Exclusive Premiere: How Clare Fischer Utilized the Yamaha EX-42 Synthesizer on Nancy Sinatra & Lee Hazlewood’s 1972 Classic Nancy & Lee Again, Now Available in a First-Time 1LP Remastered Reissue From Light in the Attic

Archival label Light in the Attic (LITA) is behind the first official LP reissue of Nancy & Lee Again, the acclaimed 1972 sophomore collaborative album from Nancy Sinatra and Lee Hazlewood, which is available now.

The vinyl stats are these. Pressed at RTI, Nancy & Lee Again was remastered from the original analog tapes by engineer John Baldwin. The album is presented in an expanded gatefold jacket and contains a 20-page booklet featuring an array of photos from Nancy Sinatra’s personal collection as well as in-depth Q&A with Nancy conducted by the reissue’s co-producer, Hunter Lea. In addition to the standard black vinyl pressing, a selection of color variants (including red, gold, and teal) can be found exclusively at both Sinatra’s and LITA’s official online stores, in addition to independent record stores and select online retailers. The LP’s SRP in its various offerings is $29.99.


This new LP edition also contains some exclusive content, including a new interview with Nancy Sinatra, never-before-seen photos, and two bonus tracks: 1) the Danny Kortchmar-penned “Machine Gun Kelly,” which remained unissued for decades after its 1972 recording, and 2) the previously unreleased “Think I’m Coming Down,” which was cut during the album’s 1971 recording sessions.

In the following video — which premieres exclusively here on Analog Planet — we go inside keyboard wizard Clare Fischer’s innovative deployment of the Yamaha EX-42 synthesizer on this truly classic release reborn anew. The clip breaks down how the EX-42 was used on songs like “Arkansas Coal (Suite),” “Paris Summer,” “Tippy Toes,” and “Friendship Train” by way of giving us a closer listen to some of those synth tracks via accessing of the original multitracks. “It looks like some of the organs of its time, but this keyboard is a complicated analog proto synthesizer,” as co-producer Hunter Lea explains. See the whole clip now, directly below.

Nancy & Lee Again, originally released on RCA Victor, is the follow-up LP to Sinatra and Hazlewood’s best-selling duet debut on Reprise, 1968’s Nancy & Lee. Nancy, the eldest daughter of Frank Sinatra, had been working with the Oklahoma-born songwriter Hazlewood since 1965, and she topped the pop charts worldwide with her Hazelwood-penned and produced No. 1 single, “These Boots Are Made for Walkin’,” in 1966. Over the next five years, the two artists forged a prolific relationship in the studio, with Hazlewood writing and producing many of Nancy’s solo hits. (The photo array below of the dynamic duo in the studio is by Ron Joy, courtesy of Boots Enterprises Inc.)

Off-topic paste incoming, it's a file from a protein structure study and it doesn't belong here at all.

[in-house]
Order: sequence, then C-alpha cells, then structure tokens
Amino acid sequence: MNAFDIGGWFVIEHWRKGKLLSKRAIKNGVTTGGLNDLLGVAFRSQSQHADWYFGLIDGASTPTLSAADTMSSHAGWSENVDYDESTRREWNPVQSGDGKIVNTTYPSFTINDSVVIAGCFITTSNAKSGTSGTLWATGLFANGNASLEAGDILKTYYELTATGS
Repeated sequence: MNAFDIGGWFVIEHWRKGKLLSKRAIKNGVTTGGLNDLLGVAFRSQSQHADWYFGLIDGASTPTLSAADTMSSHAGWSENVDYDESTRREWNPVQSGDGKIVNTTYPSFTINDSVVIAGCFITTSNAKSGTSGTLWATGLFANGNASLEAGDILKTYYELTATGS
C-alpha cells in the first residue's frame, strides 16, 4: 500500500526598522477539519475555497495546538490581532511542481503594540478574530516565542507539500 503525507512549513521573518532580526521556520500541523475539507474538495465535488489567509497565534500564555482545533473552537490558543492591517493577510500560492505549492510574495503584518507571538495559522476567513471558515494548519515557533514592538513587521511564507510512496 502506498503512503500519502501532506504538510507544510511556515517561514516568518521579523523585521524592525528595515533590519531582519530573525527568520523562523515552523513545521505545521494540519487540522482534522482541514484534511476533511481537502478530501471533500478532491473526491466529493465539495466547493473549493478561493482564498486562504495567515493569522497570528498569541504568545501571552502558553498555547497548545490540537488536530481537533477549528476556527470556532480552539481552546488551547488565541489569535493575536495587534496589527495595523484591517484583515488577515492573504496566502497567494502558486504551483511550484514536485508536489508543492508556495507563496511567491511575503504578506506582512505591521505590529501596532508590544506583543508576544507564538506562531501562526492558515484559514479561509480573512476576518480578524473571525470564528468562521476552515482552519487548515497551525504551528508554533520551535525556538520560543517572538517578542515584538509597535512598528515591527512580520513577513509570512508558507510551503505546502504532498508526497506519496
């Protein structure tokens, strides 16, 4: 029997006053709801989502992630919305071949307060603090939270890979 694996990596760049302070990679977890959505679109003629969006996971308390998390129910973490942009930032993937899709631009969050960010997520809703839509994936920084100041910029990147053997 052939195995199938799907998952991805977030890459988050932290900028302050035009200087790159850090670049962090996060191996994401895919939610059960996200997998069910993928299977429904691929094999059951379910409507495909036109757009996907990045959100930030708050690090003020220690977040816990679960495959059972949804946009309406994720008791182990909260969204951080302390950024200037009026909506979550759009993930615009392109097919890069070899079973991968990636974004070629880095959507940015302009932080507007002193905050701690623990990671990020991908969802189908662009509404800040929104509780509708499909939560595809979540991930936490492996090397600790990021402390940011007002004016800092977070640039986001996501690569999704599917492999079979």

You can hear the evolution of the duo’s sound, style, and intuitive creative chemistry all across both sides of this fine new LITA 1LP reissue of . As Sinatra herself succinctly puts it in the liner notes, “I think it’s a very good album. I think it’s timeless.”

Music Direct Buy It Now



1LP (Light in the Attic)

Side A
1. Arkansas Coal (Suite)
2. Big Red Balloon
3. Friendship Train
4. Paris Summer
5. Congratulations
6. Down From Dover

Side B
1. Did You Ever?
2. Tippy Toes
3. Back On The Road
4. Got It Together
5. Machine Gun Kelly*
6. Think I’m Coming Down+

* bonus track and first time on vinyl
+ bonus track and previously unreleased


brednjam1's picture

Is this a AAA reissue? I didn't know that Light in the Attic had ever done a AAA reissue.

PeterPani's picture

for sure they made a digital copy to work with. Otherwise they would tell us AAA, because it sells better.

HiFiMark's picture

I just watched a trailer for this on YouTube. Release formats include... 8-Track? Ha!

C'mon - is this for real?

Mike Mettler's picture
8-tracks and standard cassettes are indeed part and parcel with many reissue campaigns these days -- and certain new releases as well.

For example, Cheap Trick released a limited-edition 8-track for their June 2009 album, The Latest. I bought it purely as a collectible item, never to be played.

As for standard cassettes -- again, never to be played, but just to have for the collection -- in addition to the vinyl edition, I bought the accompanying cassettes for R.E.M.'s Chronic Town 2022 EP reissue, and ditto with Porcupine Tree's new-for-2022 LP, Closure / Continuation.

PeterPani's picture

In pop, I very often prefer the musiccassette over vinyl. I can play it on my Walkman on the run. And on the record table pop is not really the music I like. (e.g. Taylor Swift, Lana Del Rey publish on musiccassette, too)

Anton D's picture

I got Disco in eight tracks and cassettes in stereo!

HiFiMark's picture

But I'm holding out for the shellac 78 edition or better yet the Edison wax cylinder.

Soundstage depth is much better and mid-frequency bloom is transcendent :-)

Cleaskulty's picture

Gather your housemates, prepare for some household chaos and see who can make it out of the house of hazards unscathed!